Improve Your Site’s iPad Usability in 1 Simple Step

Tap is the gesture that replaces the click, but unlike a pointer mouse that has pretty good accuracy, our fingers can often activate the wrong thing. And when things are difficult to activate, a user can give up.

Jakob Nielsen’s research on iPad usability consistently shows that “read-tap assymetry” is a major problem. (English translation: text that is large enough to read but too small to tap). When links are too close together, it’s all too easy to tap the wrong link and load (very slowly) the wrong content, or take the wrong action such as selecting the wrong size, color or payment option.

The beauty of the iPad is that it renders regular websites so well, so there’s little you need to do to design websites for the iPad. But the downside is we can think we don’t need to make design changes for usability. We should be aware that our current site designs may be problematic on tablets, and ensure our navigation menus, calls to action and configuration features are touch-screen friendly.

Website problems on tablets

Tiny menu text

Many sites use simple text menus in the left-hand column of the home and category results pages, which look clean and can fit more items above the fold. But on tablets, it can be harder to click tap these targets.

Zappos pads its text links just enough to be tap-friendly.

Tiny link targets

Cabela’s makes great use of space around link targets in it’s promotional header.

Pagination

Let’s not forget pagination — a usability nightmare under the best circumstances, small numbered links are very difficult to tap properly. Consider a large “View All” link or turn your page numbers into fatter buttons.

Buttons

Be careful when stacking calls-to-action buttons. Golfballs.com could swing a bit of extra space between its More Info and Buy Now buttons on category results pages.

Whether intentional or not, Zappos does a great job styling its CTAs on product pages. They are all large buttons, spaced nicely.

Check out how tappable your links are on the iPad itself or a simulator like iPadPeek. Making very simple styling changes can really pump up your usability on touch screens.

Looking for help with mobile commerce strategy? Contact the Elastic Path consulting team to learn how our ecommerce strategy and mobile strategy services can improve your business results.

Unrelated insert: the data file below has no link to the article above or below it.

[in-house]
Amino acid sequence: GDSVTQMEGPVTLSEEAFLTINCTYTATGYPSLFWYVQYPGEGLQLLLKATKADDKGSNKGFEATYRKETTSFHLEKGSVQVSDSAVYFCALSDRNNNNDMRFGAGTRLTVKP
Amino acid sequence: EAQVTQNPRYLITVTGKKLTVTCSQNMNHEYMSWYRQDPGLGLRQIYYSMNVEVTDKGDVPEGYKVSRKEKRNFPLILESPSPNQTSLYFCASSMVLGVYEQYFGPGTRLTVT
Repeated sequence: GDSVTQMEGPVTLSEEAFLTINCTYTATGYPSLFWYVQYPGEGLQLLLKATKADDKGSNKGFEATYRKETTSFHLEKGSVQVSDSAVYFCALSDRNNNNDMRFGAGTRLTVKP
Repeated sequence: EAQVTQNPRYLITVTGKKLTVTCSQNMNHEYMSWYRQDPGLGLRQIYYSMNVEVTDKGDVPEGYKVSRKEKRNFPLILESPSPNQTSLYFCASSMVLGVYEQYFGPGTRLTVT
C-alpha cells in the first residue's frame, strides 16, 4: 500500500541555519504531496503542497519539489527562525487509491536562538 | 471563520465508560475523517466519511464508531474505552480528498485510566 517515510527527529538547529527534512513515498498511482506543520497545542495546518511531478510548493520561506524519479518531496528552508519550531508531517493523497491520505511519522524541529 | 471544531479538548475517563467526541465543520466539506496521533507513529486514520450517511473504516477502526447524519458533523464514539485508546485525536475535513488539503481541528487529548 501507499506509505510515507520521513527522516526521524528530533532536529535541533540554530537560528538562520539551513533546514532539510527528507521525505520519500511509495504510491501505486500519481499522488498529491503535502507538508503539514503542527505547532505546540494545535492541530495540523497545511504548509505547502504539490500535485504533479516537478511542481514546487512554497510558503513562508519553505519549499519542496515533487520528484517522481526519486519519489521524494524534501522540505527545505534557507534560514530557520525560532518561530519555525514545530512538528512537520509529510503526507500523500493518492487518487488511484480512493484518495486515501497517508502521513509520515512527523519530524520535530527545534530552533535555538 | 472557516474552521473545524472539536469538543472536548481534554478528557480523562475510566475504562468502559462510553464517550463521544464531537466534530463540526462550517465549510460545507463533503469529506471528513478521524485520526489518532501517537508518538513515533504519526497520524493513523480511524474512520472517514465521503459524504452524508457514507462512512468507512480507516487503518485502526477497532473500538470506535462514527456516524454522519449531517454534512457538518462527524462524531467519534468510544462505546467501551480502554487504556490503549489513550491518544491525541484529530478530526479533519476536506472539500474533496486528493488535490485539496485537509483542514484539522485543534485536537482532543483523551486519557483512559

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5 Responses to “Improve Your Site’s iPad Usability in 1 Simple Step”

  1. Bradley says:

    Great information Linda. It has been amazing to see the statistics that Google have published regarding the % of people that are using mobile devices to do their shopping this Christmas and I am positive a large number site could apply this information to make more sales instantly.

  2. I would also mention responsive design where the page is smart enough to resize / restructure itself using css @media queries.

    You can achieve a lot with a little css this way

  3. fjpoblam says:

    I fully agree. I style my own website accordingly. Where it gets frustrating is client websites. One case is a client who uses WordPress.com with paid-for custom CSS. The WordPress.com folks haven’t yet seen fit to include media queries in their CSS repertoir! Another client has a website provided by an ISP who encloses the client’s CSS inside the ISP’s CSS! The only bypass for both, unfortunately, is to display large buttons for ALL navigation links. Mobile first. Progressive enhancement gone wild.

  4. Jon says:

    One of my sites looks and functions very well on screen but links are small and tricky to click/tap with the iPad.

    This gives me some ideas how to configure this site. I have to get it sorted as my analytics prove to me how many people are viewing with an iPad.

  5. Cam says:

    I missed this post previously, but I thought I would add that hover/mouseover states tend to be problematic on tablets. Modal windows are also often problematic. That’s something we are working to address on our ecommerce site.

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